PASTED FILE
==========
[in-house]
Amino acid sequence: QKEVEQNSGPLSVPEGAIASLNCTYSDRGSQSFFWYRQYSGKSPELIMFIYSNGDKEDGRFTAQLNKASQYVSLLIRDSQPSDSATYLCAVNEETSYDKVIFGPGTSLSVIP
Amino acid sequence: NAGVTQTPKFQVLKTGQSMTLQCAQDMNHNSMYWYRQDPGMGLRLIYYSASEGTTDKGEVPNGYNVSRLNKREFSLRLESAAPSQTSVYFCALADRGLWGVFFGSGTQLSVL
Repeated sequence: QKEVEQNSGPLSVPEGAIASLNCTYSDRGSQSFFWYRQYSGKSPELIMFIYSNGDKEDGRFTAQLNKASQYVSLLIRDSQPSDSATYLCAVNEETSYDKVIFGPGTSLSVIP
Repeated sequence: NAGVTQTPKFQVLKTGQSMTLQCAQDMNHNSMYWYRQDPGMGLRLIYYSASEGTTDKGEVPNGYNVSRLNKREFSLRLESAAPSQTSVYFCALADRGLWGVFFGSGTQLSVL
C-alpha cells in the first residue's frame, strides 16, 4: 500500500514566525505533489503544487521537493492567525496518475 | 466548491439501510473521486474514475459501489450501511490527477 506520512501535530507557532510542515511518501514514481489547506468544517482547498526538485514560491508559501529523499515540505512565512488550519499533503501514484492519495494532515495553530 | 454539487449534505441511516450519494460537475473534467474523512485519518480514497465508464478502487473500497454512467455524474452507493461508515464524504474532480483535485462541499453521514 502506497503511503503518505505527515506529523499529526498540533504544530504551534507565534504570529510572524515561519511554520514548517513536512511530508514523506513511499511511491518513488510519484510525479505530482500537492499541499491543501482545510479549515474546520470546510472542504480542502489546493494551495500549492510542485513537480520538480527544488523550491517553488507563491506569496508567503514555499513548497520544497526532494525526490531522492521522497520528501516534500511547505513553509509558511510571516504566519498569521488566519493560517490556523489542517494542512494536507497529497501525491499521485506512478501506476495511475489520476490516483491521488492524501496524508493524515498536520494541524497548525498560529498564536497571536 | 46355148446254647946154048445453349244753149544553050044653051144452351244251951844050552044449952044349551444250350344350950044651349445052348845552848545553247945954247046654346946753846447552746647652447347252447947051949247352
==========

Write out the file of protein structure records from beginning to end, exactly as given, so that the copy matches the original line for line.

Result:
[in-house]
Amino acid sequence: QKEVEQNSGPLSVPEGAIASLNCTYSDRGSQSFFWYRQYSGKSPELIMFIYSNGDKEDGRFTAQLNKASQYVSLLIRDSQPSDSATYLCAVNEETSYDKVIFGPGTSLSVIP
Amino acid sequence: NAGVTQTPKFQVLKTGQSMTLQCAQDMNHNSMYWYRQDPGMGLRLIYYSASEGTTDKGEVPNGYNVSRLNKREFSLRLESAAPSQTSVYFCALADRGLWGVFFGSGTQLSVL
Repeated sequence: QKEVEQNSGPLSVPEGAIASLNCTYSDRGSQSFFWYRQYSGKSPELIMFIYSNGDKEDGRFTAQLNKASQYVSLLIRDSQPSDSATYLCAVNEETSYDKVIFGPGTSLSVIP
Repeated sequence: NAGVTQTPKFQVLKTGQSMTLQCAQDMNHNSMYWYRQDPGMGLRLIYYSASEGTTDKGEVPNGYNVSRLNKREFSLRLESAAPSQTSVYFCALADRGLWGVFFGSGTQLSVL
C-alpha cells in the first residue's frame, strides 16, 4: 500500500514566525505533489503544487521537493492567525496518475 | 466548491439501510473521486474514475459501489450501511490527477 506520512501535530507557532510542515511518501514514481489547506468544517482547498526538485514560491508559501529523499515540505512565512488550519499533503501514484492519495494532515495553530 | 454539487449534505441511516450519494460537475473534467474523512485519518480514497465508464478502487473500497454512467455524474452507493461508515464524504474532480483535485462541499453521514 502506497503511503503518505505527515506529523499529526498540533504544530504551534507565534504570529510572524515561519511554520514548517513536512511530508514523506513511499511511491518513488510519484510525479505530482500537492499541499491543501482545510479549515474546520470546510472542504480542502489546493494551495500549492510542485513537480520538480527544488523550491517553488507563491506569496508567503514555499513548497520544497526532494525526490531522492521522497520528501516534500511547505513553509509558511510571516504566519498569521488566519493560517490556523489542517494542512494536507497529497501525491499521485506512478501506476495511475489520476490516483491521488492524501496524508493524515498536520494541524497548525498560529498564536497571536 | 46355148446254647946154048445453349244753149544553050044653051144452351244251951844050552044449952044349551444250350344350950044651349445052348845552848545553247945954247046654346946753846447552746647652447347252447947051949247352